Wednesday, April 16, 2008

Australians Awake! Big Brother is Watching You

From Crikey's Daily Email.

This kind of stuff is very disturbing and more in tune with Bush's Department of Homeland Security than Australia, but apparently not. More amazing is that it is being spearheaded by Howardistas.

The government is proposing a dramatic extension of snooping powers of employers as part of an ongoing co-option of the private sector into the national security state framework.

In particular, the protection of "critical infrastructure" has allowed the development of a complex and highly-rewarding partnership between governments and the private sector.

The private sector, across areas such as transport, communications, IT and energy, is a willing participant in the process of establishing a system for monitoring and protecting their facilities and the public infrastructure they use, all in the name of preventing or effectively responding to terrorism.

After all, the process allows companies access to government funding for the maintenance and upgrading of monitoring and information-collection systems they would otherwise have to invest in themselves, enables – in the name of greater security – the development of new regulatory requirements that raise the barriers to entry for possible competitors, and transfers an element of operational risk to taxpayers.

In return, governments get compliant supporters of the absurdity of the national security state – the state that requires us to suspend our critical faculties and accept long screening queues at airports, security agents who abduct people and gaol sentences for making a joke about bombs in the wrong place.

The test for any of these national security proposals should always be what might be christened the Haneef Test: would you trust the clowns who bungled that investigation, either through malice or incompetence, with even greater powers than they already have? And in this case, even if you trusted the judgement of the Australian Federal Police or ASIO, would you trust employers with the power to monitor your communications?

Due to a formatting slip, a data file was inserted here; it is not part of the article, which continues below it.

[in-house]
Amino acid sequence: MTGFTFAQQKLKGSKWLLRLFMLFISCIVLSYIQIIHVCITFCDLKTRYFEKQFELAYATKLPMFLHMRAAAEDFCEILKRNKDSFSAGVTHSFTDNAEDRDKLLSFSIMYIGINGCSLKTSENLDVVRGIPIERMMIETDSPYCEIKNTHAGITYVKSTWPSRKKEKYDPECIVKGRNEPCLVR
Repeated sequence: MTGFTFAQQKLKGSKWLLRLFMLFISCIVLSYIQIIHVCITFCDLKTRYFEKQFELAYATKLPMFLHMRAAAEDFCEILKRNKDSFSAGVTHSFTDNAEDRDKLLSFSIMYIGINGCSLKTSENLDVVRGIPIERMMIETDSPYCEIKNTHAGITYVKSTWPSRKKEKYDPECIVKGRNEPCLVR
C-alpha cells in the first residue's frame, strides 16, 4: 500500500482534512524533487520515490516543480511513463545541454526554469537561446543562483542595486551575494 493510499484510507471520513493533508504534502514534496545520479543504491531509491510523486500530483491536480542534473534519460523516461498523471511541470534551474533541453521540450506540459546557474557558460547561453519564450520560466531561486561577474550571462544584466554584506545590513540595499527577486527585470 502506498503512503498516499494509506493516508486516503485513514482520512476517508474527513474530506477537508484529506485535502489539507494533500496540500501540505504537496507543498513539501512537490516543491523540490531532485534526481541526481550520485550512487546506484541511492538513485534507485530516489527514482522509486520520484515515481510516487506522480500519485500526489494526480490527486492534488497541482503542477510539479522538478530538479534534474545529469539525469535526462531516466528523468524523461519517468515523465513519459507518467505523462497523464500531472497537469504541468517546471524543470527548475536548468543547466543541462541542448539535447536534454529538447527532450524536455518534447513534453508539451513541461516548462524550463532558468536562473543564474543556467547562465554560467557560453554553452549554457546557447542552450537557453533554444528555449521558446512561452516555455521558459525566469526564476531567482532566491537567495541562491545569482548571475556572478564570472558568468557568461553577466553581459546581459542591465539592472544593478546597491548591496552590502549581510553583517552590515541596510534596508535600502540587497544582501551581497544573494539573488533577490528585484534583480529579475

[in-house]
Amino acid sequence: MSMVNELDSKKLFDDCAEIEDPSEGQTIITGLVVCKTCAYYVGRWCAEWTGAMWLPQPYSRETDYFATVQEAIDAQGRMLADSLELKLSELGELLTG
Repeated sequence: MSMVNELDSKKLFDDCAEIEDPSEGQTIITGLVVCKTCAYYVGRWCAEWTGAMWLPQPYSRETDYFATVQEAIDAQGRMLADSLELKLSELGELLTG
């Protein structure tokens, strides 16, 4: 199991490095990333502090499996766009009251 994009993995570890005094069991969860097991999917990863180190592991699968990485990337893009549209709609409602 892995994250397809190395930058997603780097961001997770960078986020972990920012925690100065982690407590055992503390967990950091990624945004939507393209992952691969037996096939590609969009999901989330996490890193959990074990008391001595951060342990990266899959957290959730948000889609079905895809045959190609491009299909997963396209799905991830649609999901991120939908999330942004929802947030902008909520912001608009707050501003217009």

Now I am realistic enough to know that our computer management people can log on and see what I am doing at any time. Good luck with those boring emails guys. That said, it appears very sinister from my cynical viewpoint. What are we really scared of here. Or is the Australian Government doing what George and his buddies did to scare the bejezus out of most Americans and ram through some of the most insidious civil rights violations on their citizens and citizens of many other countries. Ugly stuff.

And what does this mean in practice? Really stupid stuff like this as described by a Crikey commenter.

My Australian born niece lives and works in the UK and in 2007 married a UK national. They recently returned home and my niece thought it an opportune time to change her Australian passport to her married name. She was informed that this is not possible as Australia no longer recognises marriages contracted by its citizens outside of Australia for security reasons. When she offered to have a second marriage in Australia she was informed that would be illegal as she was already married. However, she could have an Australian passport if she changed her name by deed poll. She asked if she if she changed her name to Mickey Mouse by deed poll would she get a passport. Silence!

Hello Australia. Your civil rights are being dramatically eroded and it is not Philip the Ghoul Haddock who is running the show. It is your friendly Labor snoops. Don't let your friends or relatives become the next Dr Haneef.


Philip the Ghoul said...

Your most helpful commentary on our public/private partnership has been duly noted and stored in our database, along with your URL, name, and ID number.

Grace said...

That's strange. I recently returned to Australia from the UK and successfully changed my passport to reflect my married name.

There was no refusal and nothing mentioned about security. In fact, I received my new passport eight days later. Great service to boot!

The Tin Drummer said...

Huh, so it's not just the UK then. I suppose I feel a little less envious of Australia now, though a little more worried that the disease of mistrust and so-called accountability is spreading throughout the "free" world.

Alex Wilson said...

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